Once again, Ventura embraces changes, expectations
White Sox manager excited about offseason upgrades after tough '15 campaign
CHICAGO -- The calendar officially has flipped to the holiday season of 2015. But Robin Ventura finds himself pretty much in the same position as last December.
Once again, White Sox general manager Rick Hahn has made moves to put his team into the competitive picture for the American League Central at the very least. Ventura embraced those lofty expectations with confidence last offseason, only to have the squad fall short.
But that troublesome campaign hasn't stopped Ventura from being just as excited about what 2016 can hold for the White Sox after the additions of Todd Frazier, Brett Lawrie, Alex Avila and Dioner Navarro.
"I'm going with the blanket yes," said Ventura during a Thursday afternoon conference call, when asked if he still liked the challenge of meeting the expectations placed upon this team. "Is that all right?"
The White Sox manager was politely asked to expound. He laughed and went into greater detail.
"Well, I mean, we're improved, definitely," Ventura said. "We're also in the division that has the World Series champion. We know it's a tough division.
"Everyone in that division is getting better and this is our way to improve and make ourselves a viable candidate, so we're much improved from last year. Just look at the people that we got. And again, you're going to have to play to be able to make an impact and make it happen, because it doesn't happen on paper."
After the 2014 season, the White Sox targeted a bullpen upgrade. The additions of David Robertson, Zach Duke and Dan Jennings pushed the South Siders to seventh in the American League with a 3.67 ERA as a unit in '15.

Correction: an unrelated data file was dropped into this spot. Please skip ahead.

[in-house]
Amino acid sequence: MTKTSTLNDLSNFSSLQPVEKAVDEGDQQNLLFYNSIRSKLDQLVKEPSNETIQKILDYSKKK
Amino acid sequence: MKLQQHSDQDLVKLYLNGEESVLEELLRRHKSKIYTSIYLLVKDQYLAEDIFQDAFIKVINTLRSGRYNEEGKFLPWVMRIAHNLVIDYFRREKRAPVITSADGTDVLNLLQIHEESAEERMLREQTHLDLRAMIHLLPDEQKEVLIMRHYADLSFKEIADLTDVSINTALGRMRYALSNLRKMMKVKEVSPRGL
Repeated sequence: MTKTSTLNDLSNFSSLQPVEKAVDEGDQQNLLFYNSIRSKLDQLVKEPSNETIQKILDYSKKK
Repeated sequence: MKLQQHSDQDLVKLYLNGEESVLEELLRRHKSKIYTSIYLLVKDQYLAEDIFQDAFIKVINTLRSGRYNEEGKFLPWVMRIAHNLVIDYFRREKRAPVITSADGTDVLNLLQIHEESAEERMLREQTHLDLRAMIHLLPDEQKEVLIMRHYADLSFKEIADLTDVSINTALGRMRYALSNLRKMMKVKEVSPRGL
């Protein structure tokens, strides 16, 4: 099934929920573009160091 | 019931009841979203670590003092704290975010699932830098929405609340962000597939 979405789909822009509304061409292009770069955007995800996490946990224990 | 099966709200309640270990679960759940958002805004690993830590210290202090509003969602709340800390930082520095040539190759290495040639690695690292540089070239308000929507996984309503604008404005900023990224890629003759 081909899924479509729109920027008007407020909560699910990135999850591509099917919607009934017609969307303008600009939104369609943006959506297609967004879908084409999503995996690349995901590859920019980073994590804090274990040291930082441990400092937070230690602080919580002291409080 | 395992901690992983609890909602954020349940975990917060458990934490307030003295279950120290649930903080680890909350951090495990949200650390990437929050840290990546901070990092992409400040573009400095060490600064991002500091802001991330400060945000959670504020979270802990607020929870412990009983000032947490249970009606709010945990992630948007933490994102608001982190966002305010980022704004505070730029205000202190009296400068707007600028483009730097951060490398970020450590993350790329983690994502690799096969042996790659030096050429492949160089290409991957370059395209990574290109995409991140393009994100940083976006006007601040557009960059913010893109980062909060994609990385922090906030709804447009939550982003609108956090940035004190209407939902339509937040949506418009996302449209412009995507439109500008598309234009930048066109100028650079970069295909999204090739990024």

Improving the offense became the present offseason target, although Hahn and his staff appeared to have met that goal last year by adding Melky Cabrera and Adam LaRoche. The White Sox specifically looked at positions such as catcher, third and second that needed an offensive boost, and Ventura believes those changes have been made for the better.
"You start seeing the people that you get and you are seeing quality people that are coming to your organization," Ventura said. "We knew offensively we needed to improve some areas. This is one way to do it.
"We are slowly getting there. I don't think you do it all at once."
Frazier, Lawrie and the possibility of Tyler Saladino at shortstop makes for an almost entirely new infield, with Jose Abreu as the first-base holdover. Ventura mentioned that free agent Alexei Ramirez, the team's starting shortstop since '09, wasn't completely out of the picture.
These types of moves put pressure to succeed on Ventura, who is entering his fifth year. Ventura embraces the pressure and the positive changes.
"This is a sign you're trying to improve," Ventura said. "Any time you're giving up some prospects to get somebody like Todd and Brett, you're trying to put your best foot forward for 2016.
"You're not really looking that much further down the road. Definitely when you're adding somebody like Todd Frazier or somebody like Brett Lawrie, you're trying to improve for this year."